President Obama took several swipes today at Republican critics of the health care law signed this week, as the Senate was passing a reconciliation bill by a 56-43 vote to make important "fix-its" to the new law.
Speaking at the University of Iowa, the president addressed those Republicans who have said they will run on a pledge to repeal the health care law in November's mid-term elections. "My attitude is: Go for it," Obama said.
"Leaders of the Republican party, they called the passage of this bill 'Armageddon.' Armageddon. 'End of freedom as we know it.' So after I signed the bill, I looked around to see if there were any asteroids falling or some cracks opening up in the earth. It turned out it was a nice day," the president joked.
Obama spoke about how the changes in the health system will affect insurance companies.
"They've got to start playing by a new set of rules that treats everybody honestly and treats everybody fairly," he said. "The days of the insurance industry running roughshod over the American people are over."
It was at a speech in Iowa City in 2007 that then-Sen. Obama first spoke about his vision for health-care overhaul.
"Three years ago, we made a promise. That promise has been kept," the president told the crowd today.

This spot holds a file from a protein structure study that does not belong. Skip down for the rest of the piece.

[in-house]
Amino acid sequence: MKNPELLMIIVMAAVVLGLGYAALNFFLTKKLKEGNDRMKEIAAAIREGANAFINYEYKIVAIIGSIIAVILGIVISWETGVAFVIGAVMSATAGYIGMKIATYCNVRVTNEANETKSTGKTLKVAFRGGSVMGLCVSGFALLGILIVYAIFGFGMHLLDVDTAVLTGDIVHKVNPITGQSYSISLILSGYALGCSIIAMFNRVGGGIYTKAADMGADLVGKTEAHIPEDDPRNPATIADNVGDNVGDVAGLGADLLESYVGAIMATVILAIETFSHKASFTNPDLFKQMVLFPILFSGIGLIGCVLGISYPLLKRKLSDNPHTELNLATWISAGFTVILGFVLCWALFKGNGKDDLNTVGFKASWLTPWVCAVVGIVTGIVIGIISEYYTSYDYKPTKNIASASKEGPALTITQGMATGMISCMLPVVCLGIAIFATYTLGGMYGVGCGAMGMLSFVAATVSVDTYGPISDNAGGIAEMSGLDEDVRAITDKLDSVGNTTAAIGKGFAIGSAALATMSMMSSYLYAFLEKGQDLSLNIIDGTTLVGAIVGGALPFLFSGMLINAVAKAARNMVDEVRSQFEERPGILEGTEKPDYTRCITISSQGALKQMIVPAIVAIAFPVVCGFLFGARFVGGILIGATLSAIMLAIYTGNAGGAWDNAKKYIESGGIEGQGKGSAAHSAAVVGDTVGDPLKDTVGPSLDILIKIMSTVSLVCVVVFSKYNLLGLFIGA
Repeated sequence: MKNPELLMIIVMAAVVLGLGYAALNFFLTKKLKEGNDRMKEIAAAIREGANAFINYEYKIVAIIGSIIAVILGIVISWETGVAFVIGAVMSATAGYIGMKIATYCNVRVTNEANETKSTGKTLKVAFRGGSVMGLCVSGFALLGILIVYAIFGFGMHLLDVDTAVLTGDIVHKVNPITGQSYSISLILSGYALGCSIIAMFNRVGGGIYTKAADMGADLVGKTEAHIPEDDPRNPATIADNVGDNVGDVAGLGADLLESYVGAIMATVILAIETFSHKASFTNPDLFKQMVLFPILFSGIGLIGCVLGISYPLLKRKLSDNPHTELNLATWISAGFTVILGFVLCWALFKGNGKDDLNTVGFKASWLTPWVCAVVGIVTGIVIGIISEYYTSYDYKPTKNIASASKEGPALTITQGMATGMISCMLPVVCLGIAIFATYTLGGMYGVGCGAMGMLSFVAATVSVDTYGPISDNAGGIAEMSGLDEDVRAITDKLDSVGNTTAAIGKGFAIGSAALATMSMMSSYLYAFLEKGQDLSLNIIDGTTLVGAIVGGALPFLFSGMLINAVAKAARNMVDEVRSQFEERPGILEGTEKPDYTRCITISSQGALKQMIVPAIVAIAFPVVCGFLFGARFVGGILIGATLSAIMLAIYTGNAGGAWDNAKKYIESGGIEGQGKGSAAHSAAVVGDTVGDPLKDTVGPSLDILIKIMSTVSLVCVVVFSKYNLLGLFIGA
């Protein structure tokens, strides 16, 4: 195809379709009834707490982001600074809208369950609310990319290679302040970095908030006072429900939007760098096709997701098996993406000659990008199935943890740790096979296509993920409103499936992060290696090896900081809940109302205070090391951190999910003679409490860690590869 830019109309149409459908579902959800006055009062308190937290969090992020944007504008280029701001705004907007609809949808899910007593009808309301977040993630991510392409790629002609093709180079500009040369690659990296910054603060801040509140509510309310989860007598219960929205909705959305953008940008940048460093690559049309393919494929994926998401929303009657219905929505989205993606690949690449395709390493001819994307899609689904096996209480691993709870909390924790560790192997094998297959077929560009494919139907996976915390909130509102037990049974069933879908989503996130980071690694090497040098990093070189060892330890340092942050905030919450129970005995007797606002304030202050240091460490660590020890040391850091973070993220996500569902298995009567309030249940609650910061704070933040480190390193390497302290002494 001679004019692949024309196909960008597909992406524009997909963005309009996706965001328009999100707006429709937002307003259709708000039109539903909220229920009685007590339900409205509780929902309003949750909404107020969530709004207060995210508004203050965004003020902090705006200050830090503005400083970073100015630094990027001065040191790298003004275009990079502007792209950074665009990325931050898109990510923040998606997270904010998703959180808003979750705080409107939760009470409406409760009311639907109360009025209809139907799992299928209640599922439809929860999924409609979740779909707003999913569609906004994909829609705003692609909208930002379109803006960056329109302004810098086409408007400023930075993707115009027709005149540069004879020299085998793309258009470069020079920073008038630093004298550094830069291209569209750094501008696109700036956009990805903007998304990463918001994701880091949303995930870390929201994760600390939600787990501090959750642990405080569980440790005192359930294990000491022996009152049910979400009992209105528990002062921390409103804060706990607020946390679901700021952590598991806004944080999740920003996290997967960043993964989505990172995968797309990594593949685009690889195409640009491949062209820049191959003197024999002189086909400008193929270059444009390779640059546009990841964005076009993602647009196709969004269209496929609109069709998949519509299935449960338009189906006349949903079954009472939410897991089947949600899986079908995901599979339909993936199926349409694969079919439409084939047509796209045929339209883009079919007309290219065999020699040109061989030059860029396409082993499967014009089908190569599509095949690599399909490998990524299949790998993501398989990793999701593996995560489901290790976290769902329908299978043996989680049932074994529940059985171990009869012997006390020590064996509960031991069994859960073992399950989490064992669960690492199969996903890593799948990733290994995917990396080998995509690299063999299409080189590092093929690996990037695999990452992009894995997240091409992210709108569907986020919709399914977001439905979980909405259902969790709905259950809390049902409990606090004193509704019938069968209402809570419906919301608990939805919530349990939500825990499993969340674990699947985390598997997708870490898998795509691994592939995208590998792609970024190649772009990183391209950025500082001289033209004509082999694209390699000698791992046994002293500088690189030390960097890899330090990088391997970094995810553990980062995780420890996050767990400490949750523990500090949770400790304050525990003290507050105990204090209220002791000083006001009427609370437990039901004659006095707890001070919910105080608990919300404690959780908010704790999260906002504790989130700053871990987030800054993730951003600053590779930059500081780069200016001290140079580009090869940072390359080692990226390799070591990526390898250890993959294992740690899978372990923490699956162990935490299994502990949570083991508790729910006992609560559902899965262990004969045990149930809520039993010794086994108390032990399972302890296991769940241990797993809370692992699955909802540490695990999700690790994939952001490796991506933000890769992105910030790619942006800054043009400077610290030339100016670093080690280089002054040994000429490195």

Even though the Senate's work on health care is over, the bill still has to cross one more hurdle.
The provisions that were killed involved Federal Pell Grants for low-income students. The House now has to pass the same reconciliation bill, and a vote is expected by tonight.
"The parliamentarian struck two minor provisions tonight from the Health Care and Education Reconciliation Act, but this bill's passage in the Senate is still a big win for the American people," Manley said late Wednesday night. "These changes do not impact the reforms to the student loan programs and the important investments in education. We are confident the House will quickly pass the bill with these minor changes."
Democrats wanted to avoid sending the bill back to the House of Representatives but the party's leadership and the White House expressed confidence today that the amended bill will pass without any difficulties.
"I think you've seen attempts to do anything possible to try to delay health care reform," White House press secretary Robert Gibbs told reporters. "We're quite confident this process will soon pass, and the new bill will be approved quickly by House."
The debate over Republican amendments raged through the night as senators voted from 5:30 p.m. Wednesday until about 2:45 a.m. Republicans offered 41 amendments ranging from prohibiting sex offenders from getting drugs like Viagra to treat erectile dysfunction under the new system to another taking out special deals for individual states, including Louisiana and Connecticut.
"There's no attempt to improve the bill," a frustrated Reid said. "There's an attempt to destroy this bill."
Republicans argued their amendments are legitimate.
"The majority leader may not think we're serious about changing the bill, but we'd like to change the bill, and with a little help from our friends on the other side, we could improve the bill significantly," Senate Minority Leader Mitch McConnell, R-Ky., said.